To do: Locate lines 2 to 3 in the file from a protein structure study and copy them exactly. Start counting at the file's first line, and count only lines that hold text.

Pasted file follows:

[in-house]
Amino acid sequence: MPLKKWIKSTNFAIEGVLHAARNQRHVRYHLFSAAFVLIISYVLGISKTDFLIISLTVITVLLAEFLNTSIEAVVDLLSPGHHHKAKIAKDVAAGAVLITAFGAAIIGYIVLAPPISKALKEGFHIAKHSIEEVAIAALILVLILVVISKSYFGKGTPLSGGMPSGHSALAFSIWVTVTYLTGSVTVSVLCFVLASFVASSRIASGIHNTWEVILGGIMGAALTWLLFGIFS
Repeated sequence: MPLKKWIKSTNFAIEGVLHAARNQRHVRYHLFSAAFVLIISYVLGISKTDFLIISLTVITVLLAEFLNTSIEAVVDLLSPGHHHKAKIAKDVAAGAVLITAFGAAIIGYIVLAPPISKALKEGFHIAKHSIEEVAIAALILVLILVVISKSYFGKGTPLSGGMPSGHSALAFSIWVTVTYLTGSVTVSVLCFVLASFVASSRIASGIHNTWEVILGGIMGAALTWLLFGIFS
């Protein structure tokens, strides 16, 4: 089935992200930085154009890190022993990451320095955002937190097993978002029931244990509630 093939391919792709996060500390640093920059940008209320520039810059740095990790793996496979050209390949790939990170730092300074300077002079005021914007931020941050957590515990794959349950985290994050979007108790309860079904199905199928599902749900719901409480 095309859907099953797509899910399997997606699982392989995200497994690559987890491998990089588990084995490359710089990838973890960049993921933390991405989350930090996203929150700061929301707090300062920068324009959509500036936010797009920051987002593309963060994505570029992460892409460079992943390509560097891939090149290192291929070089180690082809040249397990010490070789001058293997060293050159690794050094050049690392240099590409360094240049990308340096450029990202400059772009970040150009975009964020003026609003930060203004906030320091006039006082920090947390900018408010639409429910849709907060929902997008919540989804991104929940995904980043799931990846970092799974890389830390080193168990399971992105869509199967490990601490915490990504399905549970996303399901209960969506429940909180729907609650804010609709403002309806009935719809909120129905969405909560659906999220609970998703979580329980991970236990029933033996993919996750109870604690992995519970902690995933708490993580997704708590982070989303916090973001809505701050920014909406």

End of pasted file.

Amino acid sequence: MPLKKWIKSTNFAIEGVLHAARNQRHVRYHLFSAAFVLIISYVLGISKTDFLIISLTVITVLLAEFLNTSIEAVVDLLSPGHHHKAKIAKDVAAGAVLITAFGAAIIGYIVLAPPISKALKEGFHIAKHSIEEVAIAALILVLILVVISKSYFGKGTPLSGGMPSGHSALAFSIWVTVTYLTGSVTVSVLCFVLASFVASSRIASGIHNTWEVILGGIMGAALTWLLFGIFS
Repeated sequence: MPLKKWIKSTNFAIEGVLHAARNQRHVRYHLFSAAFVLIISYVLGISKTDFLIISLTVITVLLAEFLNTSIEAVVDLLSPGHHHKAKIAKDVAAGAVLITAFGAAIIGYIVLAPPISKALKEGFHIAKHSIEEVAIAALILVLILVVISKSYFGKGTPLSGGMPSGHSALAFSIWVTVTYLTGSVTVSVLCFVLASFVASSRIASGIHNTWEVILGGIMGAALTWLLFGIFS